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Actas Urol Esp. 2009 Jun;33(6):670-80.

[Complications in laparoscopy renal surgery in pediatric age: analysis of our experience and literature review].

[Article in Spanish]

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Servicio de Urología, Hospital Universitario Virgen Macarena, Sevilla, España.



The development of the minimally invasive surgery in pediatric age has been slower than in the adult age since their advantages are not so clear. The learning curve and the complications presented during this period, as well as the type of material used has been the factors that have contributed to this fact.


We collected our experience and the complications presented in renal laparoscopic exegesis surgery, adding a review of the published literature to date.


Retrospective study of our clinical cases in that we practiced laparoscopic renal exegesis surgery. We collected 56 cases from January 2003, when it was implanted, to September 2008. We had 36 boys (64%) and 20 girls (36%). The mean age was 3.6 years. We analyzed principal diagnosis, the situation that conducted to the surgery and the type of surgery performed, time of surgery, hospital stay and complications with their solution. The results were analyzed the statistical program SPSS (SPSSCorp, Chicago, Illinois). The literature review was practiced in MEDLINE, EMBASE and COCHRANE database. The selected works were reviewed by two investigators. Series containing adults were excluded.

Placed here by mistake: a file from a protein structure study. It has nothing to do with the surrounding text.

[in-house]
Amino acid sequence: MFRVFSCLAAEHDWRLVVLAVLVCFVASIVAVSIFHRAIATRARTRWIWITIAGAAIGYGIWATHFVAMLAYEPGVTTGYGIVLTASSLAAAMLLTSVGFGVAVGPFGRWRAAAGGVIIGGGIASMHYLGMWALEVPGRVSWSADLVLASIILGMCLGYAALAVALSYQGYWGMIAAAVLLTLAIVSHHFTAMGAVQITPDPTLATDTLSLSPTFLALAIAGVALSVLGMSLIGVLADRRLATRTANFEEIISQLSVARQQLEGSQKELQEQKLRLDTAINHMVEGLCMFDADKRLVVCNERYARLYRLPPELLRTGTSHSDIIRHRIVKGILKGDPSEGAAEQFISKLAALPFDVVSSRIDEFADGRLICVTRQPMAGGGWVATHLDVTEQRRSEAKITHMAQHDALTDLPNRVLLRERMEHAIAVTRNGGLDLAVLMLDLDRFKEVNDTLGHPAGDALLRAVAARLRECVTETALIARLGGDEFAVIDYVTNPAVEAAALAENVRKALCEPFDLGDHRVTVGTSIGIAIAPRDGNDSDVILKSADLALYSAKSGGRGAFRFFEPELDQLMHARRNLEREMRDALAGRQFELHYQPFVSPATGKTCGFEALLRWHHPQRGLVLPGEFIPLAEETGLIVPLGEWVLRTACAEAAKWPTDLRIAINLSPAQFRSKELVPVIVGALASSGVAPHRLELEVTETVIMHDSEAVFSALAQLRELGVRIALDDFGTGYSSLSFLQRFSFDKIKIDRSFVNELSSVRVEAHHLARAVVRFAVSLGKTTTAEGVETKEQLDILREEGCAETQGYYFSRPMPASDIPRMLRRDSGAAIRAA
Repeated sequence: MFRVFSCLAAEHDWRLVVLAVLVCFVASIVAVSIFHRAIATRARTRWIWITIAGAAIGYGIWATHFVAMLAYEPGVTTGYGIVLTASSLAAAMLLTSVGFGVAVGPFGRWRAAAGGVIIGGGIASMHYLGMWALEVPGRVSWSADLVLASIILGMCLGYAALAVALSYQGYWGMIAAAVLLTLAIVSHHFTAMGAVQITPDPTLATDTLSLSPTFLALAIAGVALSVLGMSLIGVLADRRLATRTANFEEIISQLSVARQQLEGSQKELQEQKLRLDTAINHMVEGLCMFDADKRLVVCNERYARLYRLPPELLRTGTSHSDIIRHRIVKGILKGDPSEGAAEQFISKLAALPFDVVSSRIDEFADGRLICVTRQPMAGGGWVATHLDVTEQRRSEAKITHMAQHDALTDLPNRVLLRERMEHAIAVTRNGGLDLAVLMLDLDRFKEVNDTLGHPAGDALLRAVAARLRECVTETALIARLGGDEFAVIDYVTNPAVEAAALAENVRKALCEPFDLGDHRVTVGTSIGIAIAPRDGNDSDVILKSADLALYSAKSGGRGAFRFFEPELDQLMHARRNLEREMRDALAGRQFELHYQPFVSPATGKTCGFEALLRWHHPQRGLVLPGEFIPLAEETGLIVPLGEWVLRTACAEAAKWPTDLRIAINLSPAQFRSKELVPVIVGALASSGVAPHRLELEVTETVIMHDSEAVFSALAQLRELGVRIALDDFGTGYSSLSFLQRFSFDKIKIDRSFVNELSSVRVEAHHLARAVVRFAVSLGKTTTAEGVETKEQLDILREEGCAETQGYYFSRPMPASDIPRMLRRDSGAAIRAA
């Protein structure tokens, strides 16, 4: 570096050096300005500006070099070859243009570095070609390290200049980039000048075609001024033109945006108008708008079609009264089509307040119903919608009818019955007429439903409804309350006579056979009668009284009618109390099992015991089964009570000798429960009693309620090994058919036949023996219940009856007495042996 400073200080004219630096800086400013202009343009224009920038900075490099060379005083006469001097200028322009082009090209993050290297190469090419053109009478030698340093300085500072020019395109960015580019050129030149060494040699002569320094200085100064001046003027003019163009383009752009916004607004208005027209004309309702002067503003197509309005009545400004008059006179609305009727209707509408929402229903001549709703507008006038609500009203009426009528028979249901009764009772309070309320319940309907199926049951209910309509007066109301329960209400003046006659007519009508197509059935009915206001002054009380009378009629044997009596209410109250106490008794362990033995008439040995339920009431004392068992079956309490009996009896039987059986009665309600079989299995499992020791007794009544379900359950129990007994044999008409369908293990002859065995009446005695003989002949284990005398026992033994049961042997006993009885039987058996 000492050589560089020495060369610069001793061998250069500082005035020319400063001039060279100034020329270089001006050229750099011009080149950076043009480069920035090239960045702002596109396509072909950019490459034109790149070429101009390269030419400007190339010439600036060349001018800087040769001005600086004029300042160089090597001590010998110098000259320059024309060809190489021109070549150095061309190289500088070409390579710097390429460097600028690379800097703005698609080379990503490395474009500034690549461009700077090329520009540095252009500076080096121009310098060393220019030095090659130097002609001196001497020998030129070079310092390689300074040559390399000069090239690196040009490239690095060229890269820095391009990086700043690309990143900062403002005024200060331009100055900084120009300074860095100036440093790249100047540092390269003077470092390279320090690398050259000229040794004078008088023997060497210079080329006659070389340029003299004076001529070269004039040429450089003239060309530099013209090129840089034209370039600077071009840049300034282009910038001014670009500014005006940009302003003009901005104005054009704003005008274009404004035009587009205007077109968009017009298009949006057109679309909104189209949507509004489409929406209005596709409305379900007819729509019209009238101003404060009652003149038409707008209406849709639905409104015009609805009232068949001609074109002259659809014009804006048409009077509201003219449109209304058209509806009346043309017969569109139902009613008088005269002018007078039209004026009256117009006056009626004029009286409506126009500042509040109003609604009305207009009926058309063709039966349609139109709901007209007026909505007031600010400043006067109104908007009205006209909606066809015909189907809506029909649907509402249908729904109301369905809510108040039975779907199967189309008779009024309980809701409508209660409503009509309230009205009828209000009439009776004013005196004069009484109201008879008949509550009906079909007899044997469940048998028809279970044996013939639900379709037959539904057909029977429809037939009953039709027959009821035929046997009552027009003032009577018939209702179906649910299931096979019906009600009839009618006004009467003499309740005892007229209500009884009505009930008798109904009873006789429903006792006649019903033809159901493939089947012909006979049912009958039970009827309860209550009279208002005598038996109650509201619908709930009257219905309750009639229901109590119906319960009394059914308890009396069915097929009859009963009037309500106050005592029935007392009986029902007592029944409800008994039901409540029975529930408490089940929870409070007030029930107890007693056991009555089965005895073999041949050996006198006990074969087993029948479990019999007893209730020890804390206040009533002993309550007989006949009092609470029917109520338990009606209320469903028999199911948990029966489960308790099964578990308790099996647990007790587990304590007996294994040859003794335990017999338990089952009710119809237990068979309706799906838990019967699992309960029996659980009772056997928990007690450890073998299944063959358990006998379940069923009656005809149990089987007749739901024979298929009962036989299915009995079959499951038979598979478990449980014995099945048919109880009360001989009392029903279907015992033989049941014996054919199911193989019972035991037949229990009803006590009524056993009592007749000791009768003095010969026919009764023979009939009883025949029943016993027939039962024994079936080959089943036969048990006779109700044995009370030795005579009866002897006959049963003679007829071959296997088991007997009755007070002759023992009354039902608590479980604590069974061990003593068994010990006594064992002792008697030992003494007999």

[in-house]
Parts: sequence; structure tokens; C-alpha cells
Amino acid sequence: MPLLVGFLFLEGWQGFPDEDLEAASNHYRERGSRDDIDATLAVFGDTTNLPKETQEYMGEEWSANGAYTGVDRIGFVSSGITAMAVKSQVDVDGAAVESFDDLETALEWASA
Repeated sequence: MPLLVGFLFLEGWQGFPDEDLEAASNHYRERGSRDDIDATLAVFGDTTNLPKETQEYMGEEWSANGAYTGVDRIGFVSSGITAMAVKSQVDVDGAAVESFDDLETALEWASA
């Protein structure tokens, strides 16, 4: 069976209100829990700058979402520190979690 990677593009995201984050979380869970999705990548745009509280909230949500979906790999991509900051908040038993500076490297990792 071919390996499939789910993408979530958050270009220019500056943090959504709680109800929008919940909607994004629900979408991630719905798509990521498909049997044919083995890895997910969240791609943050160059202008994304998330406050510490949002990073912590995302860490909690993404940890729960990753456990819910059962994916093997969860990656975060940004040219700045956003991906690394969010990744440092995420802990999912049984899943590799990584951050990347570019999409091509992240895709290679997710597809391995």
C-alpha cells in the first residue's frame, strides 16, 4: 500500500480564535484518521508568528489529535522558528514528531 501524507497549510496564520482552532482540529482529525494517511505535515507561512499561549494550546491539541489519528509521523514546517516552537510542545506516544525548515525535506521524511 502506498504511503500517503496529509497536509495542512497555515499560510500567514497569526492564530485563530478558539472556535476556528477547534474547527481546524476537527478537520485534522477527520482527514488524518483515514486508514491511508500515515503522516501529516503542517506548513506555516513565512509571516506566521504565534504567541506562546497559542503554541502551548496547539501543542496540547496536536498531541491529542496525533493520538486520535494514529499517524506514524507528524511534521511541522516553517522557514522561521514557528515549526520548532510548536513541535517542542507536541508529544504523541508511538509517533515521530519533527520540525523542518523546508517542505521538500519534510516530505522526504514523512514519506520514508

We perfomed 42 nephrectomies (75%), 13 heminephrectomies (23%) and 1 quistectomy (2%). 5 cases (9%) were done by retroperitoneoscopy and 51 cases (91%) transperitoneally. The mean operative time was 118 +/- 0,75 min, for nephrectomies; 192 +/- 1.07 min, for partial nephrectomies, 111 +/- 0,64 for nephroureterectomies and 240 min for quistectomia. The mean hospital stay was 3.18 min (2-6) days for nephrectomies; 5.91 (3-11) days for partial nephrectomies, 3 days (2-4) for nephroureterectomies and 6 days for the quistectomy. We had 8 complications (14%): 2 conversions for bledding and technical difficulty and 6 postoperative complications (3 were minor complications, postoperative fever and 3 mayor (2 Urinomas and one pseudoaneurism, requiring 2 interventions and one catheter double J placement). The evolution has been satisfactory in all cases. In the bibliographic review 47 articles with a level of evidence IIIB were selected (Oxford Centers for Evidence-based Medicine). The main reasons to conversion to open surgery were vascular problems and the complication rate change from anyone to 37%.


Laparoscopic surgery has proved to be a secure and feasible technique in the treatment of benign renal pathology in pediatric age with satisfactory results. Actually the indications are expanding to reconstructive procedures, with promising results, and selected oncologic procedures.

[Indexed for MEDLINE]

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